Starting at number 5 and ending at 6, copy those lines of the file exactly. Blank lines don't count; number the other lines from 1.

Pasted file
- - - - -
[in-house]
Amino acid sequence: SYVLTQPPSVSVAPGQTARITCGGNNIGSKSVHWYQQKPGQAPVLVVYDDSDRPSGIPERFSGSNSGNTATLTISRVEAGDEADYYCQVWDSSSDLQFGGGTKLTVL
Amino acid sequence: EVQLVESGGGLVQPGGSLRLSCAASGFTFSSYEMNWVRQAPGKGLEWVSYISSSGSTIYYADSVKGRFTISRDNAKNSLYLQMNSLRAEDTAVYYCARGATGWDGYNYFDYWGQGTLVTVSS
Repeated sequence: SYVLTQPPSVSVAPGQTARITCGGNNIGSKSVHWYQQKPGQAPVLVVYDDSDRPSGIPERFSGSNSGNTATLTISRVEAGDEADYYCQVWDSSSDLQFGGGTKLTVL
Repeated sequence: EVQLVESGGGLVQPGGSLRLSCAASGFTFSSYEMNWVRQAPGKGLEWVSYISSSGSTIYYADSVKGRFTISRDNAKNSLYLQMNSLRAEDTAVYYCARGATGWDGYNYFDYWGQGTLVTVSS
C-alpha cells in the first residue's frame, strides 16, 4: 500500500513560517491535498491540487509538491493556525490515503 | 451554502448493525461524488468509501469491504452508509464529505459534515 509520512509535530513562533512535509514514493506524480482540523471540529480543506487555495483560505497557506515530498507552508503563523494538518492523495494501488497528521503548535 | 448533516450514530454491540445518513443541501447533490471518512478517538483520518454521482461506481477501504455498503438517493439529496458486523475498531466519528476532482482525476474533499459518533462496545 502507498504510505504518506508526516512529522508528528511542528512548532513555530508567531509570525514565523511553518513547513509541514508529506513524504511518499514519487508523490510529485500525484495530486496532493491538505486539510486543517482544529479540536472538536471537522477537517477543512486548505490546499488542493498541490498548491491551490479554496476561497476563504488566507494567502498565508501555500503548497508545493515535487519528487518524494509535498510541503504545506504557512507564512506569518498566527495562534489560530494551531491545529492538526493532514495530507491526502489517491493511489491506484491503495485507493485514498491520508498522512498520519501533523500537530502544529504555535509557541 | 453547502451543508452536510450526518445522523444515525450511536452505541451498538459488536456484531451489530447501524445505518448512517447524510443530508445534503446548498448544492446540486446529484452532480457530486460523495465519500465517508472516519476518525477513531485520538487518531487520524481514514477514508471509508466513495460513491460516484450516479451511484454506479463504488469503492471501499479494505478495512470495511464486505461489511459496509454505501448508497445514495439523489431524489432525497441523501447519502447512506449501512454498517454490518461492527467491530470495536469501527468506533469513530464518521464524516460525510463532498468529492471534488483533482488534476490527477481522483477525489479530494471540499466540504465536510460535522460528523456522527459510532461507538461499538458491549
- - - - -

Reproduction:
Repeated sequence: EVQLVESGGGLVQPGGSLRLSCAASGFTFSSYEMNWVRQAPGKGLEWVSYISSSGSTIYYADSVKGRFTISRDNAKNSLYLQMNSLRAEDTAVYYCARGATGWDGYNYFDYWGQGTLVTVSS
C-alpha cells in the first residue's frame, strides 16, 4: 500500500513560517491535498491540487509538491493556525490515503 | 451554502448493525461524488468509501469491504452508509464529505459534515 509520512509535530513562533512535509514514493506524480482540523471540529480543506487555495483560505497557506515530498507552508503563523494538518492523495494501488497528521503548535 | 448533516450514530454491540445518513443541501447533490471518512478517538483520518454521482461506481477501504455498503438517493439529496458486523475498531466519528476532482482525476474533499459518533462496545 502507498504510505504518506508526516512529522508528528511542528512548532513555530508567531509570525514565523511553518513547513509541514508529506513524504511518499514519487508523490510529485500525484495530486496532493491538505486539510486543517482544529479540536472538536471537522477537517477543512486548505490546499488542493498541490498548491491551490479554496476561497476563504488566507494567502498565508501555500503548497508545493515535487519528487518524494509535498510541503504545506504557512507564512506569518498566527495562534489560530494551531491545529492538526493532514495530507491526502489517491493511489491506484491503495485507493485514498491520508498522512498520519501533523500537530502544529504555535509557541 | 453547502451543508452536510450526518445522523444515525450511536452505541451498538459488536456484531451489530447501524445505518448512517447524510443530508445534503446548498448544492446540486446529484452532480457530486460523495465519500465517508472516519476518525477513531485520538487518531487520524481514514477514508471509508466513495460513491460516484450516479451511484454506479463504488469503492471501499479494505478495512470495511464486505461489511459496509454505501448508497445514495439523489431524489432525497441523501447519502447512506449501512454498517454490518461492527467491530470495536469501527468506533469513530464518521464524516460525510463532498468529492471534488483533482488534476490527477481522483477525489479530494471540499466540504465536510460535522460528523456522527459510532461507538461499538458491549